The province, working with the three Îyârhe Nakoda First Nation bands of Chiniki, Goodstoney, and Bearspaw, plan to widen the highway to 13m – nearly double its current size.

According to the provincial budget, $54 million in funding is expected to be doled out over the next three years. Most of the project funding is allocated for 2025-26, with $15 million each in 2023-24 and 2024-25.

Alberta Transportation press secretary Jesse Furber said in an email the agreement “will allow Alberta Transportation and Economic Corridors to improve travel efficiency and road safety on Highway 1A, and ensure the road meets current engineering standards.

“Budget 2023 includes funding for the project, with engineering, design and necessary regulatory approvals ongoing,” he added.

Furber said the Nation and province are finalizing a land exchange needed to continue with the project, which will take three or more years to complete once construction begins.

But currently there is no established timeline for construction to begin “as it is dependent upon the timelines for transfer of the required lands from the Stoney Nakoda and Canada to the province,” Furber said.

Chiniki CEO Brian Evans said part of the agreement they’ve negotiated with the province means the Îyârhe Nakoda Nation will be supplying its own gravel via Goodstoney Gravel Pit, and qualified Nation members will be first to benefit from employment opportunities on the project.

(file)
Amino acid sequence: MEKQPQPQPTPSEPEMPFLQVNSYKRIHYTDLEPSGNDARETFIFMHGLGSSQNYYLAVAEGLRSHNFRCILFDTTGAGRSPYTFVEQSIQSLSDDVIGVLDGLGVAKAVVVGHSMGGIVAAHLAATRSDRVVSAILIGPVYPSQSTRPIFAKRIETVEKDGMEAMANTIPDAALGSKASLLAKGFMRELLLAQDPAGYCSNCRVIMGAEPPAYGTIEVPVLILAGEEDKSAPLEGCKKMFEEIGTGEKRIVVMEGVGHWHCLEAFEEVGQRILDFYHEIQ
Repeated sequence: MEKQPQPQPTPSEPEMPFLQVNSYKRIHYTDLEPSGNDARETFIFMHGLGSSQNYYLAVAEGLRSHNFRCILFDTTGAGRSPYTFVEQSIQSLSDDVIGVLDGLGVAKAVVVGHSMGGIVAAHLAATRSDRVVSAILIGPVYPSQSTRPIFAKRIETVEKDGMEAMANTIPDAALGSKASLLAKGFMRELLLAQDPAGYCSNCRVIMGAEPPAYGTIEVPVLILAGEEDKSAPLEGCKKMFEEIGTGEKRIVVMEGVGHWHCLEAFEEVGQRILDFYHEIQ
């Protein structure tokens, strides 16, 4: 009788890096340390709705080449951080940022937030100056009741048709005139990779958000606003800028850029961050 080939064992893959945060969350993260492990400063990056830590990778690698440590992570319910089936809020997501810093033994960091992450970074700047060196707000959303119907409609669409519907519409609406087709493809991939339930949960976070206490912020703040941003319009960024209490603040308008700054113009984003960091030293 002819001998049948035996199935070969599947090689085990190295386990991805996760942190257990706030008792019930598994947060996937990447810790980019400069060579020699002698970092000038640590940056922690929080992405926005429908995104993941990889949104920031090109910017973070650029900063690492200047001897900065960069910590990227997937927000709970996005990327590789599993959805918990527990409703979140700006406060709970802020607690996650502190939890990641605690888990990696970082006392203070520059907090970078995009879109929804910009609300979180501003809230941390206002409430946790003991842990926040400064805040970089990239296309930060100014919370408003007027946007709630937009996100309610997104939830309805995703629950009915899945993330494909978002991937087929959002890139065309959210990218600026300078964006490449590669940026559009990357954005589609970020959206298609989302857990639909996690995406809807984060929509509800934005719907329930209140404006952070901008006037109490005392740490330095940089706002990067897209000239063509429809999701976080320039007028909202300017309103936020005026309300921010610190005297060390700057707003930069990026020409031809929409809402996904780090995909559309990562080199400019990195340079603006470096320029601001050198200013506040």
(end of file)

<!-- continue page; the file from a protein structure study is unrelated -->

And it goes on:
Evans said it’s a move that puts some of the power of driving the project forward back into the hands of the Nation, in hopes of finishing it sooner.

The upgrades, he noted, will also improve overall safety at a number of intersections along the highway.

“The intersection on Mînî Thnî Road coming out of Morley can be difficult, there’s a lot of traffic coming in both directions – so that is going to be improved,” he said.

The plan is not to add a passing lane, but to at least have a shoulder on both sides of the road so vehicles are able to veer away from traffic if needed without “just rolling into the ditch.”

With a provincial election in May, Fountain and Evans said it’s difficult to say whether the project will be complete in the desired timeline of the budget, and neither are holding their breath given past budget pledge haven’t moved the needle much.

Upgrades for Highway 1A were earmarked in November 2019 at an estimated total cost of $76.5 million. Construction was expected to begin in the spring of 2020, and to last two to three years, but was halted around the onset of the COVID-19 pandemic.

There is a different kind of uncertainty looming over the project this time with a provincial election, but widening the highway needs to be a priority no matter what, Fountain said.

“We don’t know which way things will go and what that might mean for the project. But it is a requirement to do something with the 1A, the widening and perhaps straightening of some of the more dangerous sections, to alleviate some of the risks involved along that road.”

By Jessica Lee, Local Journalism Initiative Reporter

Original Published on Apr 09, 2023

This item reprinted with permission from   Rocky Mountain Outlook   Canmore, Alberta